In the week leading up to the first qualifying round of the FA Cup, we are publising a number of articles on Midland Football League or Midland Alliance teams past and present who are still involved in the competition this year.
On Saturday Tividale face Spalding United of the Northern Premier League Midlands league in the first qualifying round. But Tividale are no strangers to attention when it comes to the FA Cup, as we see below.
IN 1976, Bran James, a Daily Mail sports journalist wrote his seminal book, 'Journey to Wembley, a football odyssey from Tividale to Wembley.'
In it he followed the road to Wembley, starting with the all West Midlands Premier League preliminary round tie between Hinckley Athletic and Tividale, then the first qualifying round victory for Tividale over Oldbury.
But it was the second qualifying round tie between Tividale and Telford United of the Southern League Premier, that seemed to capture the imagination and indeed some national newspaper coverage, plus provided a great chapter for the book.
Telford were managed by World Cup winning hat-trick hero Geoff Hurst, now Sir Geoff and curiosity was high as to whether any of the Wembley heroes could make their mark in the management game.
James followed up on this, indeed any quirky titbits or stories which would capture the magic of the competition, this year celebrating its 150th anniversary, were included.
He described where Tividale was to otherwise un-initiated readers, saying: "The ground is half way up a hill. On three sides it is bounded by new homes, on the fourth it opens up into a panoramic view of the Midlands industrial sprawl."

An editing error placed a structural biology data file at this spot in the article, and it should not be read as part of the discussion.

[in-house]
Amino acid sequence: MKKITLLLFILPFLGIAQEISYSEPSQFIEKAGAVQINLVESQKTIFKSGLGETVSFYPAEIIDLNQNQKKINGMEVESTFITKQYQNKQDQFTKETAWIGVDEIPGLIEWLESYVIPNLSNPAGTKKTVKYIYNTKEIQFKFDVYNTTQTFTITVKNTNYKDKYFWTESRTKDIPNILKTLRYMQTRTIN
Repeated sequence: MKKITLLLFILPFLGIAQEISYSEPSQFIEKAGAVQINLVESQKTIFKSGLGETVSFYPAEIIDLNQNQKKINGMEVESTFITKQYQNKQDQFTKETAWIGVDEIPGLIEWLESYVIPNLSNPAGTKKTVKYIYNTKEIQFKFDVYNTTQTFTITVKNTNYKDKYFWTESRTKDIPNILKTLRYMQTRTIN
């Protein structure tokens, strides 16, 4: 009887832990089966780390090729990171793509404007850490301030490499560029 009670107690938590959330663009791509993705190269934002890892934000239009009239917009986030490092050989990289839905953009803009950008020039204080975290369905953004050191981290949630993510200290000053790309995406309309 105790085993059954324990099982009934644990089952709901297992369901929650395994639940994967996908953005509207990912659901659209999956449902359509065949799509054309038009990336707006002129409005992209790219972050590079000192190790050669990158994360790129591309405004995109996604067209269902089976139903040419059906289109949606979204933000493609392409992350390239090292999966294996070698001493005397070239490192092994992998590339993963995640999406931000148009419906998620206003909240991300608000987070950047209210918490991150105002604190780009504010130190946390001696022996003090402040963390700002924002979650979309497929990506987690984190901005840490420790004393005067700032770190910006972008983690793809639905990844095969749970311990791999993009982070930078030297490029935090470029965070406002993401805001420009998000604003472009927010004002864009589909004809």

Hurst, who was trying to make his way up the football management ladder, was acutely aware of having to have some security such as a good day job or business behind him in the days when footballers didn't make vast amounts, whether from sponsorship deals or wages.
This was shown on his assessment of the pre-match meal where James wrote: 'Hurst thought It was a smashing meal, but made a mental note about the serving of the dessert pancakes and said: "I take my pubs seriously, they are my insurance against turning out to be the world's worst football manager.
"I love the game still, want to make some sort of mark in it, but with a good business behind me, I don't need to be scared."
On the day, he certainly didn't need to be scared as Telford comfortably won 3-0, though they would only reach the fourth qualifying round before being knocked out at home to Matlock.
After three seasons at Telford, Hurst would go on to be part of the England set up under Ron Greenwood and manage Chelsea and in Kuwait before indeed returning to a 'day job' in insurance.
The book, which ended with the FA Cup final at Wembley between Liverpool and Manchester United opened up a whole new world for many people, visiting clubs most people had never heard of in the days before the internet, twitter and Facebook.
For some readers it started their interest in non league football and for others inspired them to do the same journey, choosing their own starting point.